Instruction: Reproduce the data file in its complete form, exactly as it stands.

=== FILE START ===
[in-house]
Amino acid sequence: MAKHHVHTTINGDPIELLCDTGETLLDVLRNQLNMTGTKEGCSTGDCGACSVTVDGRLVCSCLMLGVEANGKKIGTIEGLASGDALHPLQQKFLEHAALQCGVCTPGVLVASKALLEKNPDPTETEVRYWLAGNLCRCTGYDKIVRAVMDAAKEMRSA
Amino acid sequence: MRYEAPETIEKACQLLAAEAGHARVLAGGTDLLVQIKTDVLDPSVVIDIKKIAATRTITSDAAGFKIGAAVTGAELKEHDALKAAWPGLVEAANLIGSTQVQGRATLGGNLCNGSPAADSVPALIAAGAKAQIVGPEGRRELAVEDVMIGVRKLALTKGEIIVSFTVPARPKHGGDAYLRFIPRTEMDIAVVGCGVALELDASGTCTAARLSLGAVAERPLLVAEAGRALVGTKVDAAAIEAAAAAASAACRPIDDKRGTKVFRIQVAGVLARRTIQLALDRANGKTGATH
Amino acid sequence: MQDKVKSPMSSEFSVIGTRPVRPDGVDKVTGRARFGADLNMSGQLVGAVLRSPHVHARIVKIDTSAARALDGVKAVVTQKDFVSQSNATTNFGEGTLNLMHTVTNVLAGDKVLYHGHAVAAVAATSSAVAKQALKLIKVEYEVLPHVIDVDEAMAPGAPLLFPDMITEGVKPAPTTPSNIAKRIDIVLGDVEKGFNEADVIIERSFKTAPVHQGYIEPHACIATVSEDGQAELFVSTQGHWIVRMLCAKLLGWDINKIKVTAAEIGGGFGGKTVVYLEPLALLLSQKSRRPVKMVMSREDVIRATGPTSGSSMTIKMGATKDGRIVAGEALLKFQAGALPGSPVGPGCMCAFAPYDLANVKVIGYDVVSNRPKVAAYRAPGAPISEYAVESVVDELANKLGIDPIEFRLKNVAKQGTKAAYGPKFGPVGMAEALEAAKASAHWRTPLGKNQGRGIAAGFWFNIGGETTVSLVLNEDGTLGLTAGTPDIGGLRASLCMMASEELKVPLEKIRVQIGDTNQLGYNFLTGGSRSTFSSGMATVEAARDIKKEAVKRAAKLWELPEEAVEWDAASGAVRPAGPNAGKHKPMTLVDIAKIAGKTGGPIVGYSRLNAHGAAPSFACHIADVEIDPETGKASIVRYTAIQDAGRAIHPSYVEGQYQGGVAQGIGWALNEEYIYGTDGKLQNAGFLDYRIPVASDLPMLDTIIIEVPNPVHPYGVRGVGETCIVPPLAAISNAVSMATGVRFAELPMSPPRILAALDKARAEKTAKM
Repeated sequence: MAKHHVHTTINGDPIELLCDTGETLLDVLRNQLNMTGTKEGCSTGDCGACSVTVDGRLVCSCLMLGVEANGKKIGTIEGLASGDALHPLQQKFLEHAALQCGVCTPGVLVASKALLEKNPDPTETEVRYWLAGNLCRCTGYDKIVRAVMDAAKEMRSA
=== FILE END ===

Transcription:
[in-house]
Amino acid sequence: MAKHHVHTTINGDPIELLCDTGETLLDVLRNQLNMTGTKEGCSTGDCGACSVTVDGRLVCSCLMLGVEANGKKIGTIEGLASGDALHPLQQKFLEHAALQCGVCTPGVLVASKALLEKNPDPTETEVRYWLAGNLCRCTGYDKIVRAVMDAAKEMRSA
Amino acid sequence: MRYEAPETIEKACQLLAAEAGHARVLAGGTDLLVQIKTDVLDPSVVIDIKKIAATRTITSDAAGFKIGAAVTGAELKEHDALKAAWPGLVEAANLIGSTQVQGRATLGGNLCNGSPAADSVPALIAAGAKAQIVGPEGRRELAVEDVMIGVRKLALTKGEIIVSFTVPARPKHGGDAYLRFIPRTEMDIAVVGCGVALELDASGTCTAARLSLGAVAERPLLVAEAGRALVGTKVDAAAIEAAAAAASAACRPIDDKRGTKVFRIQVAGVLARRTIQLALDRANGKTGATH
Amino acid sequence: MQDKVKSPMSSEFSVIGTRPVRPDGVDKVTGRARFGADLNMSGQLVGAVLRSPHVHARIVKIDTSAARALDGVKAVVTQKDFVSQSNATTNFGEGTLNLMHTVTNVLAGDKVLYHGHAVAAVAATSSAVAKQALKLIKVEYEVLPHVIDVDEAMAPGAPLLFPDMITEGVKPAPTTPSNIAKRIDIVLGDVEKGFNEADVIIERSFKTAPVHQGYIEPHACIATVSEDGQAELFVSTQGHWIVRMLCAKLLGWDINKIKVTAAEIGGGFGGKTVVYLEPLALLLSQKSRRPVKMVMSREDVIRATGPTSGSSMTIKMGATKDGRIVAGEALLKFQAGALPGSPVGPGCMCAFAPYDLANVKVIGYDVVSNRPKVAAYRAPGAPISEYAVESVVDELANKLGIDPIEFRLKNVAKQGTKAAYGPKFGPVGMAEALEAAKASAHWRTPLGKNQGRGIAAGFWFNIGGETTVSLVLNEDGTLGLTAGTPDIGGLRASLCMMASEELKVPLEKIRVQIGDTNQLGYNFLTGGSRSTFSSGMATVEAARDIKKEAVKRAAKLWELPEEAVEWDAASGAVRPAGPNAGKHKPMTLVDIAKIAGKTGGPIVGYSRLNAHGAAPSFACHIADVEIDPETGKASIVRYTAIQDAGRAIHPSYVEGQYQGGVAQGIGWALNEEYIYGTDGKLQNAGFLDYRIPVASDLPMLDTIIIEVPNPVHPYGVRGVGETCIVPPLAAISNAVSMATGVRFAELPMSPPRILAALDKARAEKTAKM
Repeated sequence: MAKHHVHTTINGDPIELLCDTGETLLDVLRNQLNMTGTKEGCSTGDCGACSVTVDGRLVCSCLMLGVEANGKKIGTIEGLASGDALHPLQQKFLEHAALQCGVCTPGVLVASKALLEKNPDPTETEVRYWLAGNLCRCTGYDKIVRAVMDAAKEMRSA